The channel, which is linked to a former Defense Ministry official and which has published detailed reports from inside the Russian military along with accurate maps of the Ukraine invasion, asserted that Russian officers were already being removed for purported failures of supply and mobilization, but “the formal excuse was their support of [Wagner].”
Rybar also claimed that airborne forces commander General Mikhail Teplinsky had de facto taken over command of operations in Ukraine, although Gerasimov retained the position formally.

‘Near-Death Experience’
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In the days following the failed mutiny, Putin and his administration tried to convey an impression of unity, confidence, and stability. On June 27, Putin met with security officials and with troops that purportedly helped suppress the revolt.
Andrei Kolesnikov, a former Russian journalist who is now an analyst at the Carnegie Endowment, said such a show of bravado, however, had the opposite effect.
“It was a mistake for the Kremlin to create such a show of his gratitude because, by doing so, Putin demonstrated his weakness and his fear,” Kolesnikov told RFE/RL. Putin “is showing that Prigozhin really frightened him.”
Under such circumstances, the past personal loyalty of Shoigu, Gerasimov, and others might be the deciding factor, some analysts said.
“I think [Prigozhin] actually expected something would be done about Shoigu and Gerasimov, that Putin would rule in his favor,” wrote Michael Kofman, a veteran observer of Russia’s military, on Twitter. “Instead, his mutiny may have ensured their continued tenure, despite being universally recognized as incompetent, and widely detested in the [Russian] armed forces.”
Rob Lee, a military analyst and senior fellow with the Foreign Policy Research Institute, agreed.
“Political loyalty trumps competence, even during a war critical to [Putin’s] political survival,” he said in a post to Twitter.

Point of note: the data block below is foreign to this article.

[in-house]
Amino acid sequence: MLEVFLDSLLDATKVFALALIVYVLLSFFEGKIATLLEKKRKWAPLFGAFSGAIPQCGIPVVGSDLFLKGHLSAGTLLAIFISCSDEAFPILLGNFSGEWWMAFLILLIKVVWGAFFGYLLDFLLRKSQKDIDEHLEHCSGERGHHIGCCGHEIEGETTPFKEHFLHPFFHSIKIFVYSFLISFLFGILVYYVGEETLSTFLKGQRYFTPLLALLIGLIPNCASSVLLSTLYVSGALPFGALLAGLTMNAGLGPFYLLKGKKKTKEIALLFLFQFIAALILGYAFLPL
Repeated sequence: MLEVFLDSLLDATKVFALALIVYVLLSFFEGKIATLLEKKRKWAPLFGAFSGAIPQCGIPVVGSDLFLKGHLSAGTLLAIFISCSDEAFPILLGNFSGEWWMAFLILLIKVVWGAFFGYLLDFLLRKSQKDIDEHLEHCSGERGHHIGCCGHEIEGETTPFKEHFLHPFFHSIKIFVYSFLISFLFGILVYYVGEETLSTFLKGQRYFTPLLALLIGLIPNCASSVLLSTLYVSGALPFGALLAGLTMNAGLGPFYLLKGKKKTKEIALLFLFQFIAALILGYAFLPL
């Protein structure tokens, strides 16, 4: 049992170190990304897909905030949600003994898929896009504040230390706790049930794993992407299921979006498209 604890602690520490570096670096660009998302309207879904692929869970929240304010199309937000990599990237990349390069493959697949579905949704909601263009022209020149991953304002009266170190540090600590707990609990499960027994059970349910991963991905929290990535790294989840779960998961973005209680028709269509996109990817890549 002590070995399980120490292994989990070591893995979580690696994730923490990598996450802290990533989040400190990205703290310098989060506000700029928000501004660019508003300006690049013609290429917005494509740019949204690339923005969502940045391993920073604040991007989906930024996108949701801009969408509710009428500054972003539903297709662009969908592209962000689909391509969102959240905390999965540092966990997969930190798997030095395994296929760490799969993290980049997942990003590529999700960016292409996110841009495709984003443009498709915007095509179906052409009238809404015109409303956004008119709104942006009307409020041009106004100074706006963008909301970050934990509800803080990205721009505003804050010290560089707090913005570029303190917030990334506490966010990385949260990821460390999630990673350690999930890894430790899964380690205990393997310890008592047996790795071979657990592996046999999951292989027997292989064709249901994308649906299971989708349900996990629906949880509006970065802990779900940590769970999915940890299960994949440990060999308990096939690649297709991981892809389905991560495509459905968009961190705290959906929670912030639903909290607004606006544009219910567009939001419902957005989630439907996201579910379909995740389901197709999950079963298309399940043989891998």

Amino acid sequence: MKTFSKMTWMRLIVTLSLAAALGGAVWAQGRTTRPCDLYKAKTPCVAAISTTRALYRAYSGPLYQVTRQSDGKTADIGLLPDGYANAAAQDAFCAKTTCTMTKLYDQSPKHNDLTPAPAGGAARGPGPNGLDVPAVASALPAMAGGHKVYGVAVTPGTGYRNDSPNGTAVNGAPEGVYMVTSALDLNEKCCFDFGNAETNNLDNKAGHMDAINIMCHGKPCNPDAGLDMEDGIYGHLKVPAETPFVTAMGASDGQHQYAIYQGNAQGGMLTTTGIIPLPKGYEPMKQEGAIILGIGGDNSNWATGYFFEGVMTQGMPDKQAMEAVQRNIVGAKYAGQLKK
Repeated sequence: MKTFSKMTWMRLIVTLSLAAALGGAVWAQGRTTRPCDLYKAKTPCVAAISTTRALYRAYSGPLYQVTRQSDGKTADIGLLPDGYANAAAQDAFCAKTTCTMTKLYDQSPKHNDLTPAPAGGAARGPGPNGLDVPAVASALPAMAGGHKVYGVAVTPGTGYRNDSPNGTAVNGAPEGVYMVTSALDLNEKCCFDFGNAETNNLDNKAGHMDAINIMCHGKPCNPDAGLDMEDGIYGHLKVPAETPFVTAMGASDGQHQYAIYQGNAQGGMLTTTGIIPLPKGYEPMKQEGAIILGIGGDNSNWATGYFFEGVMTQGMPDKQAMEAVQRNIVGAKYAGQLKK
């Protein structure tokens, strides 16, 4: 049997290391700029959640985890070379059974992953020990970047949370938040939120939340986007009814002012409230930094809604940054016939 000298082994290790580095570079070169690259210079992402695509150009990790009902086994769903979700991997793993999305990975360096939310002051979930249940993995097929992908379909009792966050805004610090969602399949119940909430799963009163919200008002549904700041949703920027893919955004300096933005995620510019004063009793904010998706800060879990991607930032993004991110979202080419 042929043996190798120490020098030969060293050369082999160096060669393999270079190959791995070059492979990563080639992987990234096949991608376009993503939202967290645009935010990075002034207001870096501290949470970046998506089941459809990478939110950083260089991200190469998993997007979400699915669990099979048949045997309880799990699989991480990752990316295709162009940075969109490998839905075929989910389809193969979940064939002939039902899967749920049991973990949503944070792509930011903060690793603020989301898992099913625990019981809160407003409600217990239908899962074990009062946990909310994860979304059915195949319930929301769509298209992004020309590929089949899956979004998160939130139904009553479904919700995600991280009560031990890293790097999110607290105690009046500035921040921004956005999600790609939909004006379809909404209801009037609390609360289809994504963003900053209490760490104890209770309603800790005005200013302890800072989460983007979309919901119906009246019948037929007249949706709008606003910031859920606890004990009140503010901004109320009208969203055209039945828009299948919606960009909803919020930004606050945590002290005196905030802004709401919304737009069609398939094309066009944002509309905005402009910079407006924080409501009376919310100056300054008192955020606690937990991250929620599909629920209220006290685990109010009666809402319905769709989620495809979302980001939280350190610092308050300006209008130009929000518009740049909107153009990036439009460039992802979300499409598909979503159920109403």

That analysis was bolstered by statements made on June 27 by Viktor Zolotov, a former Putin bodyguard who now commands the 300,000-strong National Guard.
After meeting with Putin, he said his forces would soon be given heavy weaponry, including tanks, to help ensure government security.
Zolotov “emerged…as one of the few apparent winners in the regime’s near-death experience,” Simon Shuster, a Time magazine correspondent, wrote in an analysis.
Putin has created a sort of “political Twister,” referring to the popular game in which players must maintain their balance while taking up increasingly awkward positions, journalist Galina Sidorova wrote in an essay.
“The last one standing wins,” she wrote. “Putin, who has unleashed his own personal political Twister, has now played too much, moving his minions around. And the whole country is now reaping the fruits of his games.”

‘Hard Times’ Ahead
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Russian troops fighting in Ukraine, however, may feel they are among the losers, experts said.
The Russian military is facing an accelerating Ukrainian counteroffensive, and its already shaky morale could suffer further if doubts grow about commanders’ loyalties.
“The bottom line is that the morale and motivation of Russian troops, I am sure, has been shaken,” Ukrainian military expert Mykhailo Samus told Current Time, the Russian-language network run by RFE/RL in cooperation with VOA. “And this process will accelerate as the war goes on. I think that Putin’s statements…have only added to the doubts about what is happening in Russia. I think hard times are just beginning for Russia’s officers and soldiers.”
This article originally appeared in RFE/RL
The views expressed above belong to the author(s)
RFE/RL Russian Service correspondent Yelena Rykovtseva and Current Time correspondent Igor Sevryugin contributed to this report.